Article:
President Obama At Press Conference: In Charge, But Not In Control

After the first 100 days of his second term, President Obama just can't stop talking about the limits of his own power.

  • Share
  • Read Later
Charles Dharapak / AP

President Barack Obama speaks at a news conference in the Brady Press Briefing Room of the White House in Washington.

After the first 100 days of his second term, President Obama just can’t stop talking about the limits of his own power.

At a press conference Tuesday morning, he said he wanted a smooth roll out for ObamaCare, but then added, “even if we do everything perfectly, there’ll still be, you know, glitches and bumps.” He reaffirmed his desire to close the Guantanamo Bay detention facility, but said “Congress determined that they would not let us close it.” He argued for an end to the sequester, only to add that he doesn’t have enough sway with Congress to make it happen. “You seem to suggest that somehow these folks over there have no responsibilities, and that my job is to somehow get them to behave,” he said to one reporter. “That’s their job!”

In the White House briefing room, the President stayed largely on defense, ticking through the topics offered to him by reporters by explaining all that he could not do. Asked if he still had “the juice” to get the rest of his agenda through Congress, Obama smiled. “Maybe I should just pack up and go home, golly,” he responded from the White House podium before paraphrasing a quote from Mark Twain. “Rumors of my demise may be a little exaggerated at this point.”

The first 100 days have not exactly gone according to plan: Gun control measures in which he invested his political capital died weeks ago, immigration reform faces a perilous path in the House of Representatives, budget and deficit reduction talks are mired in slow moving back room negotiations, and the sequester remains in place with a few targeted exceptions. As nearly every legislative priority has stalled, his approval rating has fallen below 50 percent.

More often than not, he said the problem is Congress, with the GOP-controlled House and the filibuster-loving Senate Republicans, repeating a refrain that has long been a part of his public comments. “I think it comes to no surprise, not even to the American people, but even members of Congress themselves (find) that right now things are pretty dysfunctional up on Capitol Hill,” Obama said.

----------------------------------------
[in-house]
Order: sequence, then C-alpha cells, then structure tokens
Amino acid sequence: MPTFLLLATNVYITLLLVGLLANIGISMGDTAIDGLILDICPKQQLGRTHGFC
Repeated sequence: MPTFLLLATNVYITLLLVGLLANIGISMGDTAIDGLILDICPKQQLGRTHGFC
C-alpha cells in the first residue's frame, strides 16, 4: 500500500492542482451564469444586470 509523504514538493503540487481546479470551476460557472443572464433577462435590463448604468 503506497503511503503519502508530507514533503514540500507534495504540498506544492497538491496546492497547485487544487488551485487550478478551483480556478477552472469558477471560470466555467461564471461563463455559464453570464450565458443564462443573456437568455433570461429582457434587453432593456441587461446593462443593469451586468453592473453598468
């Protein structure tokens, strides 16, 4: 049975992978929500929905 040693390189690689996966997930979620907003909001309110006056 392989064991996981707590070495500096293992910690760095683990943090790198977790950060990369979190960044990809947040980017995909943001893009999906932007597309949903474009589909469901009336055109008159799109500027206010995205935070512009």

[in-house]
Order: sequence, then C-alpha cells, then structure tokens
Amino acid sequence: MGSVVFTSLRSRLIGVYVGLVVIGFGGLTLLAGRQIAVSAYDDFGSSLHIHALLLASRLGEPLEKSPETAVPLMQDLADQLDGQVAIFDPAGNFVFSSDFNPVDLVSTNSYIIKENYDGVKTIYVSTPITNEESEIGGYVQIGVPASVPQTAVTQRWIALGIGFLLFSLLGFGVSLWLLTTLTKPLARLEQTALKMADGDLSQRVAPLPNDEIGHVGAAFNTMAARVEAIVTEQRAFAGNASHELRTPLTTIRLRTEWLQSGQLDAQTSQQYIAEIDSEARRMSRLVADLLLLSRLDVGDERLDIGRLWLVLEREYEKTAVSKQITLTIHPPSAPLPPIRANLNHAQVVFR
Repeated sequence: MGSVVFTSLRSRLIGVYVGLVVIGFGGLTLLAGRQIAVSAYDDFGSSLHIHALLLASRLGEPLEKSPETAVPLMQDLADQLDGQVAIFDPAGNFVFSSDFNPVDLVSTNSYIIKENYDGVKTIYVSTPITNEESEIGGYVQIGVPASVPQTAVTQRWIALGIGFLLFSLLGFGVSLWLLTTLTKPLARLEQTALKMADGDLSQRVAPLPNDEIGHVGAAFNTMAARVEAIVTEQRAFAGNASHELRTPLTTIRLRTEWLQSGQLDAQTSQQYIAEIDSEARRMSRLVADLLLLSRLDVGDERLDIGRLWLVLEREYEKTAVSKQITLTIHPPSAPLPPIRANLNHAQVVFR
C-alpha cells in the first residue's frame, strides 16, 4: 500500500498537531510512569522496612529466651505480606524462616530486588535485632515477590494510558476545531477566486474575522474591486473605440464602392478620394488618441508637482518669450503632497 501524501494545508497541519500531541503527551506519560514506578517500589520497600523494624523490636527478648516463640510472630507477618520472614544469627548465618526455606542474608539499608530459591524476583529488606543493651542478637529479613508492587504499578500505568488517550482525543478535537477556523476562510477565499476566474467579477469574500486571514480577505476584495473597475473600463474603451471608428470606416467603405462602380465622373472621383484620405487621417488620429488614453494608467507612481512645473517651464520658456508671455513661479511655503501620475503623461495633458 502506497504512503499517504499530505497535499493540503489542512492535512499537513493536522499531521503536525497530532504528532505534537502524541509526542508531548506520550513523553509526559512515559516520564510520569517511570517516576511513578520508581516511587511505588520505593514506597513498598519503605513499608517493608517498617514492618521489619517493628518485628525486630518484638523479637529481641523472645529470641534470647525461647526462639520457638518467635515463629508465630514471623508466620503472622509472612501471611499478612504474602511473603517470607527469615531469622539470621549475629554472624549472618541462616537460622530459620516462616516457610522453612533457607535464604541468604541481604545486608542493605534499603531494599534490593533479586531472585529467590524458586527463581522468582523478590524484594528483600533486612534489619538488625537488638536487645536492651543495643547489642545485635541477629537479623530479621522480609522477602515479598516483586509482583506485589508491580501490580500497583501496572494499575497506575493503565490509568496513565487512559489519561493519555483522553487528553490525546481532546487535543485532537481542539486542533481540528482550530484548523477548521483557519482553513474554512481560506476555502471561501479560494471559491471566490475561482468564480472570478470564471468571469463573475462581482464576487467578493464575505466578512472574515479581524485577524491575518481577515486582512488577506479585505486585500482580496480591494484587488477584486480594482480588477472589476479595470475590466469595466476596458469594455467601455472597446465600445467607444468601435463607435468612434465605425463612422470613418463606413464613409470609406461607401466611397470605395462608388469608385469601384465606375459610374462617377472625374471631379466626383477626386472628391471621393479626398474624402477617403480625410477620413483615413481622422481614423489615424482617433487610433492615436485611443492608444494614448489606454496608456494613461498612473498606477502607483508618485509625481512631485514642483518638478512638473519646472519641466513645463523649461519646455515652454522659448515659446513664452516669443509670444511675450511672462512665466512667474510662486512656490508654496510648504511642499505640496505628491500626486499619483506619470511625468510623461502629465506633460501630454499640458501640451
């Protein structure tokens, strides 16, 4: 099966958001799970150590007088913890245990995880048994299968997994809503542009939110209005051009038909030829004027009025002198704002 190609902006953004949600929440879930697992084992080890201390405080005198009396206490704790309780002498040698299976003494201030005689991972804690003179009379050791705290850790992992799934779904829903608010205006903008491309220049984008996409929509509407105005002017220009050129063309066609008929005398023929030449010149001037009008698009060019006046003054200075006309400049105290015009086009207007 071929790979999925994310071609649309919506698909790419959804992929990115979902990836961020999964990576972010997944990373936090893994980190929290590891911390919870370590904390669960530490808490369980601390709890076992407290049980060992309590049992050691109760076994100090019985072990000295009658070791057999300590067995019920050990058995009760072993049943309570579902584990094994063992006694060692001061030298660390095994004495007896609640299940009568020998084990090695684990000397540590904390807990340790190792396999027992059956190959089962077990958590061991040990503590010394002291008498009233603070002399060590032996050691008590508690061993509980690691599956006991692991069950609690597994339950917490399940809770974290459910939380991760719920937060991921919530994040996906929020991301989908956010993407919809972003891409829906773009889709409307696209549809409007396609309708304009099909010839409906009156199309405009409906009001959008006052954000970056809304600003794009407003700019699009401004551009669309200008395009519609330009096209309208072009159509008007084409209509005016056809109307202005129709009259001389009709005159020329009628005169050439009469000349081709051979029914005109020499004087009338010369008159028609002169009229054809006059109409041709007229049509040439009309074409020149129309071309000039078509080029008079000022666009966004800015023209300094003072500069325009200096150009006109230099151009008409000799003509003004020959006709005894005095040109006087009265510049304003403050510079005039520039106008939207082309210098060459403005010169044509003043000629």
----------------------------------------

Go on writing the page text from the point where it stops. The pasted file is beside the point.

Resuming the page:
But even on matters of national security, he resisted questions that implied he should have taken more decisive action. On Syria, he is still waiting for clarity on the circumstances surrounding the use of chemical weapons. “We don’t have a chain of custody that establishes what exactly happened,” Obama said, blaming incomplete intelligence and warning that he’s trying to avoid another Iraq. “And when I am making decisions about America’s national security and the potential for taking additional action in response to chemical weapon use, I’ve gotta make sure I’ve got the facts. That’s what the American people would expect.”

(PHOTOS: Chaos and Killing in Syria: Photos of a Slow-Motion Civil War)

On the Boston bombing, he said that ongoing investigations would help clarify whether more should have been done before the attacks, but that early signs suggested that there was little that he or his government could have done to prevented the attacks. “What I can say is that based on what I’ve seen so far, the FBI performed its duties,” he said. “Department of Homeland Security did what it was supposed to be doing. But this is hard stuff.”

Then there’s the prison in Guantanamo Bay, which Obama pledged to close as his first executive order four years ago. It is a “recruitment tool for extremists,” Obama agreed. Hunger strikes have led US troops to force-feed 21 inmates. “I’m gonna go back at this,” Obama said. But he did not predict speedy victory.

(PHOTOS: Inside Guantanamo)

On immigration, he made it clear that he was happy to take a backseat to the Senate and House, which are drafting their own bills. “There are elements of it that I would change,” he said of the Senate proposal, “but I do think that it meets the basic criteria that I laid out from the start.” As for the House proposal, he said he is waiting to judge. “I think we’ve gotta be open-minded in seeing what they come up with,” he said. Like so many other issues, the bill to fix the nation’s immigration system was on his radar, though not within his control.